The Epidemic of Missing Fathers

I know a handful of families suffering this fate. For most of them, this is not caused by early demise of the head of the family, but more of a choice that was made one time or the other by the fathers themselves. The hubby himself has lived majority of his life with an absentee father and could only go back to the time when he was smaller that he was with his father.

Even as forgiveness can bridge gaps and heal wounds, reality sets in and stares us in the face that this could be one of the major reasons why some fathers just have no idea how being a “father” means more than just their contribution to the genetic make up of the child. It is only by God’s grace that I don’t live to see its ill-effects. The Lord has redeemed this family because of the choices the hubby has made. Redemption is possible. I know I have seen a handful of times, men putting the blame to their pasts. But as the hubby would have it, ultimately you have control over the things you want in your life and it is true.

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I have been reading this booklet of marriage and this is one of its article that is rather controversial and oh so predominant in our society.

The Epidemic of Missing Fathers

Dr. Wade Horn, assistant secretary for children and families in the U.S. Department of Health and Human Services, addressed the connections between fatherlessness and criminal behavior in a 2002 speech. He noted that in the United States, “both fatherlessness and our prison population are at all-time highs.” Following is an excerpt from his speech:

“The most consequential social trend of our time is the dramatic increase in the number of children growing up in father-absent families. In 1960, this number stood at less than 10 million. Today it’s 24 million. This means that tonight, one out of every three children in America will go to bed in a home absent their father. And it’s not just that these kids are going to bed without their fathers tonight, 40 percent of children who don’t live with their fathers haven’t seen their father during the past year. And one-half have never set foot in their father’s home.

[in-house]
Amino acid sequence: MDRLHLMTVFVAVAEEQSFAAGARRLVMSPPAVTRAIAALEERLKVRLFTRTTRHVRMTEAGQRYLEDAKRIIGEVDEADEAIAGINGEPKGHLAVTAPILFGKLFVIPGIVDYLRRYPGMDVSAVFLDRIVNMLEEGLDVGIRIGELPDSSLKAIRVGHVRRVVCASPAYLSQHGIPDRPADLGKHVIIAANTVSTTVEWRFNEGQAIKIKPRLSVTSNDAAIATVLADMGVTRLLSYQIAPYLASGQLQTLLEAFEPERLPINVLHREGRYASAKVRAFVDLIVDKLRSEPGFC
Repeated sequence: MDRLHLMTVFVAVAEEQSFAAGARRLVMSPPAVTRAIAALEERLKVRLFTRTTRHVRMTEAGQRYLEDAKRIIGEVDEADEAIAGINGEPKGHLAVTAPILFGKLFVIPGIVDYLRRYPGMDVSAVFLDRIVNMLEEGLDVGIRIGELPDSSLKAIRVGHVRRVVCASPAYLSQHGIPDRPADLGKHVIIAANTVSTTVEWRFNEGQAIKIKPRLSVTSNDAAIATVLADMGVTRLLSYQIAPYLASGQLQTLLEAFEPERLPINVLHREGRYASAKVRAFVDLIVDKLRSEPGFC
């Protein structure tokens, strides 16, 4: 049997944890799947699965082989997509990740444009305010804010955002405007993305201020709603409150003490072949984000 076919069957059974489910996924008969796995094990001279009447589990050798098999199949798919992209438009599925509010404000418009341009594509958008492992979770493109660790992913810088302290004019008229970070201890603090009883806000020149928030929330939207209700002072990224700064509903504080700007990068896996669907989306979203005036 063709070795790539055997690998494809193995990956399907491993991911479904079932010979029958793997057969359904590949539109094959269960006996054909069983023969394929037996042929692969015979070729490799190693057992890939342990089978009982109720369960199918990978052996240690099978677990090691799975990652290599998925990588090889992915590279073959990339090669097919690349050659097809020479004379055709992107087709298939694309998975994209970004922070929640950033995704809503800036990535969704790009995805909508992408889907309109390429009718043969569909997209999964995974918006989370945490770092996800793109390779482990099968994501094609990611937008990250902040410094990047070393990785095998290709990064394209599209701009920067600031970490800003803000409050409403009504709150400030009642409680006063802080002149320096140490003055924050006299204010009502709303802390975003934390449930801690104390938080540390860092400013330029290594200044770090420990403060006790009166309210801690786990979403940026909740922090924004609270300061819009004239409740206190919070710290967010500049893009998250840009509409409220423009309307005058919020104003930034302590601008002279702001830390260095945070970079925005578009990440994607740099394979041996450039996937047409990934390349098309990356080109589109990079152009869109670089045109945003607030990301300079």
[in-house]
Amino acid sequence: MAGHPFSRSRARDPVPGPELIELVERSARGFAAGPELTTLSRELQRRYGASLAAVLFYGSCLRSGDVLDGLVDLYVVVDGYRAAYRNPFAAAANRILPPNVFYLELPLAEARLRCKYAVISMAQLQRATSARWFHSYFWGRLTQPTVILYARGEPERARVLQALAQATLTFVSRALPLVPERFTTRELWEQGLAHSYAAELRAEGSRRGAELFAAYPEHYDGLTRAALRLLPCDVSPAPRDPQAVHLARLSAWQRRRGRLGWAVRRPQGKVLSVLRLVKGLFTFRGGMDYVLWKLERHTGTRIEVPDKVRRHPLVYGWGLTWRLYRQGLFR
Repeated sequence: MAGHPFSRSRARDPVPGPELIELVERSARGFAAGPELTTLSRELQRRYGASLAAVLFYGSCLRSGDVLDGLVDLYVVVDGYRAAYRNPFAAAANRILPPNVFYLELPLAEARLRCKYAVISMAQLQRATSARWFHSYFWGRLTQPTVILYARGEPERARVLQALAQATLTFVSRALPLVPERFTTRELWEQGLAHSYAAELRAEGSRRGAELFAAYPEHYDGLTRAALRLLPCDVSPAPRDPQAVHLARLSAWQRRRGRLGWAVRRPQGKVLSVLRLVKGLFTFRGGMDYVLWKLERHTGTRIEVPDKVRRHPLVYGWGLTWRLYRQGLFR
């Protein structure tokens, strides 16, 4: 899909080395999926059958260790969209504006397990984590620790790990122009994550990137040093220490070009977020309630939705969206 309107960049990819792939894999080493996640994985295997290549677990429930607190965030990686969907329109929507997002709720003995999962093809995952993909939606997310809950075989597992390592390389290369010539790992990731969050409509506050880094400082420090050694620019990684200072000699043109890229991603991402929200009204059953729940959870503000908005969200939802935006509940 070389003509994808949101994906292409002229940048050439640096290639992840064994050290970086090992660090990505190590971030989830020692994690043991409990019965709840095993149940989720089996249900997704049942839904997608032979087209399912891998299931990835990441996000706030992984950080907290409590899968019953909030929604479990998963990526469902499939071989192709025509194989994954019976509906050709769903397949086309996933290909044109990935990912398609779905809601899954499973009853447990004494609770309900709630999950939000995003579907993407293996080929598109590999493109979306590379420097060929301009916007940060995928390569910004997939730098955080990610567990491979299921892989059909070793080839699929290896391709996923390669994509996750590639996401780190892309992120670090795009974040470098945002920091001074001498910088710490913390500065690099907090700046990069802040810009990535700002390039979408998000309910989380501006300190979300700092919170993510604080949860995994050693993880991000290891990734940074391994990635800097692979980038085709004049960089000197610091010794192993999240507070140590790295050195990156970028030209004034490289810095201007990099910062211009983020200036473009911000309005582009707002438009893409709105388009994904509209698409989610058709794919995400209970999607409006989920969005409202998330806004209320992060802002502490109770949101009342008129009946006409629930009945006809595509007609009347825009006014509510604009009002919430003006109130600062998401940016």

“Studies find that children who live apart from their biological fathers are on average five to six times as likely to be poor. They are twice as likely to suffer physical or emotional neglect; to manifest emotional or behavioral disorders, including suicidal behavior; to abuse alcohol or illegal drugs; to be suspended or expelled from school or to drop out; and at least twice as likely to end up in jail. A few findings from the research:

“According to a Princeton University study, ‘each year spent without a dad in the home increased the odds of future incarceration by 5 percent.’

“According to the Bureau of Justice Statistics, 70 percent of juveniles in state reform institutions grew up in single-parent or no-parent situations, and 53 percent of state prison inmates grew up apart from their fathers. Indeed, the National Center on Fathers and Families reports that the typical male prison inmate grew up in a single-parent, mother-headed home and has at least one close relative who has been incarcerated.

“We hear a lot about that last factor, ¬Ěthe father or other close relative who was in prison. But we don’t hear nearly enough about the other, interrelated factors, growing up without a dad” (“Responsible Fatherhood and the Role of the Family,” plenary remarks at the Serious and Violent Offender Reentry Initiative Grantee Conference, Sept. 30, 2002, Washington, D.C.).

quoted article from http://www.gnmagazine.org/booklets/fm/fathers.asp

The Epidemic of Missing Fathers
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